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A federal judge dismissed a case challenging Puerto Rico’s same-sex marriage ban Tuesday.
Citing a 1972 U.S. Supreme Court decision in Baker v. Nelson finding the high court lacked jurisdiction over a constitutional challenge to Minnesota’s marriage laws, U.S. District Court Judge Juan Pérez-Giménez wrote “the Court cannot see how any ‘doctrinal developments’ at the Supreme Court change the outcome of Baker or permit a lower court to ignore it.”
According to Pérez-Giménez, it is up to the people and their representatives to debate “redefining marriage” and not judges.
“Baker, which necessarily decided that a state law defining marriage as a union between a man and woman does not violate the Fourteenth Amendment, remains good law,” he wrote. “Because no right to same-gender marriage emanates from the Constitution, the Commonwealth of Puerto Rico should not be compelled to recognize such unions. Instead, Puerto Rico, acting through its legislature, remains free to shape its own marriage policy. In a system of limited constitutional self-government such as ours, this is the prudent outcome.”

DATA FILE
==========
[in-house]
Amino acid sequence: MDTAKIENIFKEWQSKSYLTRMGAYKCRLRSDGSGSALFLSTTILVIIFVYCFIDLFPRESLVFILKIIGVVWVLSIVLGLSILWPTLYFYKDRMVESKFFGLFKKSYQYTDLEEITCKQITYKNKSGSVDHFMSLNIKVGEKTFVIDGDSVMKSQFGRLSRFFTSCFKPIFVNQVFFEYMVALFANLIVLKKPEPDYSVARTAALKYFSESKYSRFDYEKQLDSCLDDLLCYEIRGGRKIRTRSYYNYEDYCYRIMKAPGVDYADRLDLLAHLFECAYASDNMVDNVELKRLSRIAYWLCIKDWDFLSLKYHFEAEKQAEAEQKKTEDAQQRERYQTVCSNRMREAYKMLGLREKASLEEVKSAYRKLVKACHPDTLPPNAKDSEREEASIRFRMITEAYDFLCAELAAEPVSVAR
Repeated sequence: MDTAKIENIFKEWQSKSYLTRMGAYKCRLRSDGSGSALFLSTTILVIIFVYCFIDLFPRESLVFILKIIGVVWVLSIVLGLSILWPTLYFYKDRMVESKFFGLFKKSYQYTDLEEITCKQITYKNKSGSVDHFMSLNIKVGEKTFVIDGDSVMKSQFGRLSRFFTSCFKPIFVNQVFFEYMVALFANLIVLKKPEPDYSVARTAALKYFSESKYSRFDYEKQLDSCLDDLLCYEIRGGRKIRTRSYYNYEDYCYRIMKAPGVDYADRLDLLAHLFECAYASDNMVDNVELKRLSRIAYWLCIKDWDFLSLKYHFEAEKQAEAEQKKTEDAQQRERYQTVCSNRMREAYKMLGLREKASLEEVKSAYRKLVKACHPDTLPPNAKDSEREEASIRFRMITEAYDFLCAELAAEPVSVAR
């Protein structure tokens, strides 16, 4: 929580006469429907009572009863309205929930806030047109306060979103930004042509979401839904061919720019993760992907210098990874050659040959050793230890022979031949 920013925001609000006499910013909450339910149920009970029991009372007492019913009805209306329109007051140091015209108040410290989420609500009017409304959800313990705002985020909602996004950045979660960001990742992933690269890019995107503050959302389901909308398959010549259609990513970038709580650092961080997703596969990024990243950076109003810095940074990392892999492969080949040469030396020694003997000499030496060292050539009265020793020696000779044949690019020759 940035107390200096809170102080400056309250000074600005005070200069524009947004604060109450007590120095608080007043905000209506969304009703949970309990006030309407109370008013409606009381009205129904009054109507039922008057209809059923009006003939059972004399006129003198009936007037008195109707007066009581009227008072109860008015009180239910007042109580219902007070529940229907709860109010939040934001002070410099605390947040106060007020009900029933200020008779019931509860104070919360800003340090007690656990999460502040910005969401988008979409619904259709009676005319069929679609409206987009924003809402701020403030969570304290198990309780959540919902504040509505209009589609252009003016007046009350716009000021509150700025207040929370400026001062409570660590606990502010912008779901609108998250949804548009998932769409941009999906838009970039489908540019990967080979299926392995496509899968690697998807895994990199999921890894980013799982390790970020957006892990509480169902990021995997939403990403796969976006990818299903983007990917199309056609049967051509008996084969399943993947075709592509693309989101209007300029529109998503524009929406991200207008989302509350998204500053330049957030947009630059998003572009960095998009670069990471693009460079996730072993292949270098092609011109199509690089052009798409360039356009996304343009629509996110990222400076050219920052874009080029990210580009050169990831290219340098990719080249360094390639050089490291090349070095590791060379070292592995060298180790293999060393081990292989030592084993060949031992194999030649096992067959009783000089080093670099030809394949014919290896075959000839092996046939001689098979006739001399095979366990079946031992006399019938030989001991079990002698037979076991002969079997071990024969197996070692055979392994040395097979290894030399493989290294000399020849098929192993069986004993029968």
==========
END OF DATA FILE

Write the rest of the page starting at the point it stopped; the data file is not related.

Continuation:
Although a number of federal judges have cited the Supreme Court’s sweeping decision in the Windsor case, striking down Section 3 of the Defense of Marriage Act, in rulings striking down same-sex marriage bans since June 2013, Pérez-Giménez pushed back against those developments.
“Windsor does not – cannot – change things,” he wrote. “The Windsor opinion did not create a fundamental right to same- gender marriage nor did it establish that state opposite-gender marriage regulations are amenable to federal constitutional challenges.”
Moreover, decisions striking down same-sex marriage bans “seem to suffer from a peculiar inability to recall the principles embodied in existing marriage law,” he wrote.
The ruling is expected to appealed to the 1st Circuit Court of Appeals, which covers Puerto Rico. Every state in the 1st Circuit — Maine, Massachusetts, New Hampshire and Rhode Island — has marriage equality.
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